Ian Nickell, ChampionX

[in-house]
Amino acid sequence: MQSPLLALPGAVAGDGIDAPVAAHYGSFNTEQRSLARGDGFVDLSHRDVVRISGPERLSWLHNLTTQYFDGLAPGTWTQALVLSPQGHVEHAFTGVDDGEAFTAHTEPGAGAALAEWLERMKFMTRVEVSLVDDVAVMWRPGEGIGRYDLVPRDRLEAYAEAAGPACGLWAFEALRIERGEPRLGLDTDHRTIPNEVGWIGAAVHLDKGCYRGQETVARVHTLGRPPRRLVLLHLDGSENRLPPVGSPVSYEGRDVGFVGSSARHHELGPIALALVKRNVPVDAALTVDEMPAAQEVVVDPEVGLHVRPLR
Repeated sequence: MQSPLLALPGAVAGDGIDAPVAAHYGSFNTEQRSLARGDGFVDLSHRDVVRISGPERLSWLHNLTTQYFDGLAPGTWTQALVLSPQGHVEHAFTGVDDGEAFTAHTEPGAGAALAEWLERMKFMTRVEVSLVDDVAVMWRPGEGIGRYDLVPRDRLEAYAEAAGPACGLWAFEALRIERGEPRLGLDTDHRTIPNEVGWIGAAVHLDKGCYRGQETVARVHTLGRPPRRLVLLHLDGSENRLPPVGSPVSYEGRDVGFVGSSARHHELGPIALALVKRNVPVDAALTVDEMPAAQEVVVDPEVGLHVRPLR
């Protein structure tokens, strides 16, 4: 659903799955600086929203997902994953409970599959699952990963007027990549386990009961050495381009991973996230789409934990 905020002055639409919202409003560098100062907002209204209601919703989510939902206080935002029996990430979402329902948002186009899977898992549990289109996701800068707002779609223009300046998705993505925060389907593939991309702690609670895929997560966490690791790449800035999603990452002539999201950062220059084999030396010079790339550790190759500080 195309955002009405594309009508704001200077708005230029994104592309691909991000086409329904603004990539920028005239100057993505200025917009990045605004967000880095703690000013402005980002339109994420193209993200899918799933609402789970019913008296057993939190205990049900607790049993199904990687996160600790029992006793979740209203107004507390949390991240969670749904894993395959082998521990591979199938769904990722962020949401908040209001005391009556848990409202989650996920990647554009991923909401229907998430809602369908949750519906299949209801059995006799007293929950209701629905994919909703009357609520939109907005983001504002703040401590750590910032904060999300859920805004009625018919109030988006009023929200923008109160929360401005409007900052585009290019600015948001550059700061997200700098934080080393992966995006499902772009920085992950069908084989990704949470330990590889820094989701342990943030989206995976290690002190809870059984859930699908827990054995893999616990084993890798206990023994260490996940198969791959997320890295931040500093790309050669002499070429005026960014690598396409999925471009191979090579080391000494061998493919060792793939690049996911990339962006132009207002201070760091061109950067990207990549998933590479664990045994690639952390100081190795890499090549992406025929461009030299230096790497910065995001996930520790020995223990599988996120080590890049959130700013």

For decades sucker rod pump artificially lifted wells have used devices called pump off controllers (POC) to match the pumping unit’s runtime to the available reservoir production by idling the well for a set time where variable frequencies drives are not available. In doing this the POC allows the well to enter a set period of downtime when the downhole pump fillage is incomplete to avoid premature failures, and then brings the well back online to operate before production is lost. Although this method has been successful for several years, autonomous control algorithms can be utilized to reduce failures or increase production in cases where the downtime is not already optimized. Optimizing the idle time for a sucker rod pump artificially lifted well involves understanding the amount of time required to fill the near wellbore storage area before generating a fluid column above the pump intake that will begin to hinder inflow from the reservoir into the wellbore. By varying the idle time and observing the impact on production and cycles the program hunts for the optimal idle time. By constantly hunting for the optimal idle time the optimization process can adjust the idle time when operating conditions change. This gives the advantage of always meeting the current well bore and reservoir conditions without having to have a user make these changes and determine what the downtime for the well is. Autonomously modulating the idle time for a well, if done properly will either reduces incomplete fillage pump strokes, in cases where the idle time is too short, or will increase the wells production in cases where the idle time is too long. Overall this will result in the optimization of wells by reducing failures and/or increasing production, generating a huge value to the end user by automating the entire process of downtime optimization.